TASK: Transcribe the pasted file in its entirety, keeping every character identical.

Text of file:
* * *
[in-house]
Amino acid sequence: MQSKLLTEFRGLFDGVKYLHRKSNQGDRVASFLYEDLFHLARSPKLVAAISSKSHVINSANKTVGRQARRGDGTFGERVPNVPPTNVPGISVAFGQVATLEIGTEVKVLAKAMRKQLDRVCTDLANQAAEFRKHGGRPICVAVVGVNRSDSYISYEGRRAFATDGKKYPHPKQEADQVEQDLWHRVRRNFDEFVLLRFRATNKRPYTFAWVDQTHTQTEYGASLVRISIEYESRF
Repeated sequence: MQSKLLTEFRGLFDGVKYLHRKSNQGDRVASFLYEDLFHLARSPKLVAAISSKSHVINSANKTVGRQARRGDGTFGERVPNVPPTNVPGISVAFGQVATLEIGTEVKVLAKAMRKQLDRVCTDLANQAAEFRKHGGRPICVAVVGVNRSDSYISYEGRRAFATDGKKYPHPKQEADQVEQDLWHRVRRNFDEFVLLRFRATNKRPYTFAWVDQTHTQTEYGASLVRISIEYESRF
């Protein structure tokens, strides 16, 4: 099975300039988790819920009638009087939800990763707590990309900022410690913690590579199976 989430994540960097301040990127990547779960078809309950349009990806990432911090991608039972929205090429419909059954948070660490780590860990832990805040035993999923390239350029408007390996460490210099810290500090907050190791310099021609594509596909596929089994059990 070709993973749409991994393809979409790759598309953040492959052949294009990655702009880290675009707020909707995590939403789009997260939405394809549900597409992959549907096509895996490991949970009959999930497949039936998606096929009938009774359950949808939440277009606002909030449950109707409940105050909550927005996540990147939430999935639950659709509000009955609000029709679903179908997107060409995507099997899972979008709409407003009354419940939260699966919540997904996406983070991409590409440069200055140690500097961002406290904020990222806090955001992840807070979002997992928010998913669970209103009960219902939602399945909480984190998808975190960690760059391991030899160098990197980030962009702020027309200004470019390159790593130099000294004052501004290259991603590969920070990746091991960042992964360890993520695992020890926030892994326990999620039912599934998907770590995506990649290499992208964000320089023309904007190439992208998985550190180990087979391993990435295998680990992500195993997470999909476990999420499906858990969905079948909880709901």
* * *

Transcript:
[in-house]
Amino acid sequence: MQSKLLTEFRGLFDGVKYLHRKSNQGDRVASFLYEDLFHLARSPKLVAAISSKSHVINSANKTVGRQARRGDGTFGERVPNVPPTNVPGISVAFGQVATLEIGTEVKVLAKAMRKQLDRVCTDLANQAAEFRKHGGRPICVAVVGVNRSDSYISYEGRRAFATDGKKYPHPKQEADQVEQDLWHRVRRNFDEFVLLRFRATNKRPYTFAWVDQTHTQTEYGASLVRISIEYESRF
Repeated sequence: MQSKLLTEFRGLFDGVKYLHRKSNQGDRVASFLYEDLFHLARSPKLVAAISSKSHVINSANKTVGRQARRGDGTFGERVPNVPPTNVPGISVAFGQVATLEIGTEVKVLAKAMRKQLDRVCTDLANQAAEFRKHGGRPICVAVVGVNRSDSYISYEGRRAFATDGKKYPHPKQEADQVEQDLWHRVRRNFDEFVLLRFRATNKRPYTFAWVDQTHTQTEYGASLVRISIEYESRF
């Protein structure tokens, strides 16, 4: 099975300039988790819920009638009087939800990763707590990309900022410690913690590579199976 989430994540960097301040990127990547779960078809309950349009990806990432911090991608039972929205090429419909059954948070660490780590860990832990805040035993999923390239350029408007390996460490210099810290500090907050190791310099021609594509596909596929089994059990 070709993973749409991994393809979409790759598309953040492959052949294009990655702009880290675009707020909707995590939403789009997260939405394809549900597409992959549907096509895996490991949970009959999930497949039936998606096929009938009774359950949808939440277009606002909030449950109707409940105050909550927005996540990147939430999935639950659709509000009955609000029709679903179908997107060409995507099997899972979008709409407003009354419940939260699966919540997904996406983070991409590409440069200055140690500097961002406290904020990222806090955001992840807070979002997992928010998913669970209103009960219902939602399945909480984190998808975190960690760059391991030899160098990197980030962009702020027309200004470019390159790593130099000294004052501004290259991603590969920070990746091991960042992964360890993520695992020890926030892994326990999620039912599934998907770590995506990649290499992208964000320089023309904007190439992208998985550190180990087979391993990435295998680990992500195993997470999909476990999420499906858990969905079948909880709901």